Fermentation is basically the breakdown of sugars by bacteria and yeast. Not only does this help preserve foods; these foods can increase the number of probiotics (beneficial bacteria) in your digestive tract.

As a reminder, beneficial bacteria help to “ crowd out” pathogenic bacteria and yeast, ensuring we have a plentiful and diverse range of beneficial strains which support better digestion, immunity, emotional well being and even body composition**.

Fermentation also helps break down nutrients in food, making them easier to digest. For example, lactose (the natural sugar in milk) is broken down during fermentation into simpler sugars. These are then much easier to digest. As the fermented dairy is virtually lactose free at that point, those that are lactose intolerant generally tolerate kefir and live natural yoghurt well.

Fermenting foods also helps dismantle compounds known as anti nutrients (e.g. phytates and lectins). These can interfere with the absorption of certain minerals from foods such as seeds, nuts, grains, and legumes.

Cabbage based fermented food like sauerkraut are high in Lactobacillus plantarum which is a real star in terms of probiotics (helps immune system, combats toxins, helps prevent anxiety, IBS and other digestive complaints).

Common fermented foods.

  • Kefir : fermented yoghurt drink
  • Kombucha: fermented, slightly fizzy, black or green tea drink
  • Miso: fermented beans, most often as a soup or paste
  • Tempeh: fermented soybeans – a high protein meat substitute
  • Natto: fermented soybeans, often paired with rice
  • Sauerkraut: cabbage fermented by lactic acid bacteria
  • Pickled veg (gherkins, cornichons, beetroot etc)
  • Kimchi: korean spicy fermented cabbage/radish- great for reducing insulin resistance
  • Live natural yoghurt (natural and live as not all yoghurt contains probiotics- many killed off during processing!)
  • Sourdough bread
  • Olives
  • Vinegar
  • Beer and wine

Introducing fermented foods

If you are not used to eating fermented foods, a good rule of thumb is to introduce them “slow and low”. The high probiotic content can result in a temporary increase in gas and bloating as your guts adapts to the introduction of the beneficial bacteria (and as some of the pathogenic bacteria “die off”, they can release toxins that create some bloating). These symptoms might be stronger with the higher fibre options like kimchi and sauerkraut.

Not all fermented foods are created equal. Some may contain high levels of added sugar or additives so do your food detective work and check the labels! Try fermented products made with organic vegetables if possible and steer clear of any with artificial additives and a higher sugar content.

Who should avoid eating too many fermented foods?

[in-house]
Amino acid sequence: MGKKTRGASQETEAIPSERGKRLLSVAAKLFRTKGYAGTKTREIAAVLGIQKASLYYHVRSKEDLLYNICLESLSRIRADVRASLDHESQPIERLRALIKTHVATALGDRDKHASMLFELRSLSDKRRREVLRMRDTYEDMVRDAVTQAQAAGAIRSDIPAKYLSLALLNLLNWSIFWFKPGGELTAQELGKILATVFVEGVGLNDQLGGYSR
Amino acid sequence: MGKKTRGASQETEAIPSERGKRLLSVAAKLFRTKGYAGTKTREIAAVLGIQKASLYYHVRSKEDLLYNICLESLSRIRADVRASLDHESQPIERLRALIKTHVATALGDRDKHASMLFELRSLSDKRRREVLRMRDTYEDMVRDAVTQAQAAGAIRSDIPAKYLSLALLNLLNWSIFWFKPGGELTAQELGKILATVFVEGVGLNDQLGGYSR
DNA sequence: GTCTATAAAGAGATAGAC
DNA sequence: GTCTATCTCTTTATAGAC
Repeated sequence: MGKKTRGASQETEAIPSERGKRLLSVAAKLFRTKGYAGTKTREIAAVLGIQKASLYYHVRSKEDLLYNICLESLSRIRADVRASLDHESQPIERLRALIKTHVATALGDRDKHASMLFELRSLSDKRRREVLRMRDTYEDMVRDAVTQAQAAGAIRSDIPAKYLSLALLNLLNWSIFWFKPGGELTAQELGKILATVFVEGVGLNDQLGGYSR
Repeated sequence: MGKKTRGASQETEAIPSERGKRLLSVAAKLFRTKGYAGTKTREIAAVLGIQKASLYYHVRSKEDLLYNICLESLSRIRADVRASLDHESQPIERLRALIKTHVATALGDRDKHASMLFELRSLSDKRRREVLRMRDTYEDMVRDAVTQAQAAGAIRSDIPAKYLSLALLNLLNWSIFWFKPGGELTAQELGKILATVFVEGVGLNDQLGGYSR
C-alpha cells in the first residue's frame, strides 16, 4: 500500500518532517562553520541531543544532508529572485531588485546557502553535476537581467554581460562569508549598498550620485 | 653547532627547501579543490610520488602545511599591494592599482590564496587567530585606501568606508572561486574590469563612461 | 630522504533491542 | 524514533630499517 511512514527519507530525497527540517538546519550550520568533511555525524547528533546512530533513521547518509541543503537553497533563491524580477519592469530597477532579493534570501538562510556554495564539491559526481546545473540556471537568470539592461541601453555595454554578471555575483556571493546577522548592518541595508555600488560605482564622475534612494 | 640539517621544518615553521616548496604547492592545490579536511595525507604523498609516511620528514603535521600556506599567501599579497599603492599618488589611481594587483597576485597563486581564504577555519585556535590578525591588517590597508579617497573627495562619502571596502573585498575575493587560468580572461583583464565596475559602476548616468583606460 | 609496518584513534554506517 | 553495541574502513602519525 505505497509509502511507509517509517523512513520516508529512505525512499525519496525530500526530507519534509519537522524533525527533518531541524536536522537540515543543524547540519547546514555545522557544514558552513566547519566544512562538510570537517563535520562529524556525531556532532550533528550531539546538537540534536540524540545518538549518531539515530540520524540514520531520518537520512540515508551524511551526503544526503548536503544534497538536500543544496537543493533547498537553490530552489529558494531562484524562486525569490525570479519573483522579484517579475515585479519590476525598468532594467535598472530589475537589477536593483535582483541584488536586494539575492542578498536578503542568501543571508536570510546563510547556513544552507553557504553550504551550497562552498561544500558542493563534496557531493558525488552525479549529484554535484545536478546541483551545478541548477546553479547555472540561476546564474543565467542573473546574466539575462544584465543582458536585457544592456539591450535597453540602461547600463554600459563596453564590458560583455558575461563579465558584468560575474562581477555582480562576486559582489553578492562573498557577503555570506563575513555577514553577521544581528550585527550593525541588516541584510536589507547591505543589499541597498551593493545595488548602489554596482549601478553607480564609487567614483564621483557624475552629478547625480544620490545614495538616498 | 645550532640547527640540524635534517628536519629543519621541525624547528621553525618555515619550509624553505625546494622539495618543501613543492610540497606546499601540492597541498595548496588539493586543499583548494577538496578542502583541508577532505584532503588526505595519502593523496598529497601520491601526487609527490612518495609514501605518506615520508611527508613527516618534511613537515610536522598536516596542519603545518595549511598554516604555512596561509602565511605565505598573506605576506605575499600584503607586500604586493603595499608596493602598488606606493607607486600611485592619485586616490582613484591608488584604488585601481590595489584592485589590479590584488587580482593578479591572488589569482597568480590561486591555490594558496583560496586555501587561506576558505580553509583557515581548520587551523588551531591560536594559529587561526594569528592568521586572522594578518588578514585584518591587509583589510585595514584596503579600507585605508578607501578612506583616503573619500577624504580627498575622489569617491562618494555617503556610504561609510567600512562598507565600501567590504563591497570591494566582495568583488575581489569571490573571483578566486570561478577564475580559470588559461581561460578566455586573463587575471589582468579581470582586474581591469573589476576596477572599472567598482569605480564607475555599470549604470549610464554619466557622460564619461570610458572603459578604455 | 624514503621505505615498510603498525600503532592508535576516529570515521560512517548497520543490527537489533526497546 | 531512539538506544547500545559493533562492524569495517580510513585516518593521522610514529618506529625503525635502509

• Fermented foods can be high in histamine which is a chemical produced by our immune system. If eating fermented foods leave you feeling a bit nauseous, inflamed, very bloated or even feeling anxious, you may be sensitive to histamine-producing bacteria or foods. For some of us, a genetic predisposition or a damaged gut can lead to low levels of the enzymes needed to break down the amount of histamine coming in via the diet and when the body can’t metabolise that histamine, it starts to accumulate in your bloodstream and cause symptoms.
  • If you suffer with potential candida overgrowth (symptoms such as thrush, UTIs/cystitis, skin/nail fungal infections, long term sinus infections), then it may be wise to limit some fermented foods (in particular kombucha) as some will contain yeast and prebiotics which may potentially feed not only the “good” bacteria but also promote the “bad” bacteria and yeast; not helpful if you already have an overpopulation of yeast. Pickled veg like sauerkraut or gherkin however don’t contain yeast and have such good levels of helpful lactobacilli bacteria, which help control overgrowth of the unhelpful stuff.

In summary, fermented foods can be superfoods for the gut, increasing microbial diversity and delivering a host of benefits, but only if those bacterial cultures agree with you. Some products or types may suit you more than others, so it is worth experimenting. And remember, if fermented foods don’t sit well with you, it’s ok to not eat them!

** researchers believe that particular strains can influence how the body harvests energy. More research is needed however. Some studies have found links between certain probiotic strains — including Lactobacillus rhamnosus and Lactobacillus gasseri — and weight loss and decreased belly fat.

21 September, 2020
Fermented Foods - Kambucha

Eating Fermented Foods

Fermentation is basically the breakdown of sugars by bacteria and yeast. Not only does this help preserve foods; these foods can increase the number of probiotics […]